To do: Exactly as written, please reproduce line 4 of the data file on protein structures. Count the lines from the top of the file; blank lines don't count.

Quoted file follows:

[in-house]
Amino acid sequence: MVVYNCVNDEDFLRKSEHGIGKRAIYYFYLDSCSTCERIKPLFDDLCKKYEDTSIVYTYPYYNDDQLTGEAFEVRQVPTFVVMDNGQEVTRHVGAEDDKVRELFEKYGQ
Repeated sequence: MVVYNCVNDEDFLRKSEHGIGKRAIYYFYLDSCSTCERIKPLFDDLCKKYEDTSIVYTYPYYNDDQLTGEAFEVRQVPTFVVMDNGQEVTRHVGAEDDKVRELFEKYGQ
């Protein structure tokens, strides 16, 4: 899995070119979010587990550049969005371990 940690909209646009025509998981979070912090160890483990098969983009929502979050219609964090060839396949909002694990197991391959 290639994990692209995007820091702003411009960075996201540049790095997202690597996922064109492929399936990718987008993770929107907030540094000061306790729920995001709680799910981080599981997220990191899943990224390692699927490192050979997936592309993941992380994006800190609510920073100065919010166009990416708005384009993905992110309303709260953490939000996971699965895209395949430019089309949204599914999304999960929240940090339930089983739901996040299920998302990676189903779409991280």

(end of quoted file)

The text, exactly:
């Protein structure tokens, strides 16, 4: 899995070119979010587990550049969005371990 940690909209646009025509998981979070912090160890483990098969983009929502979050219609964090060839396949909002694990197991391959 290639994990692209995007820091702003411009960075996201540049790095997202690597996922064109492929399936990718987008993770929107907030540094000061306790729920995001709680799910981080599981997220990191899943990224390692699927490192050979997936592309993941992380994006800190609510920073100065919010166009990416708005384009993905992110309303709260953490939000996971699965895209395949430019089309949204599914999304999960929240940090339930089983739901996040299920998302990676189903779409991280």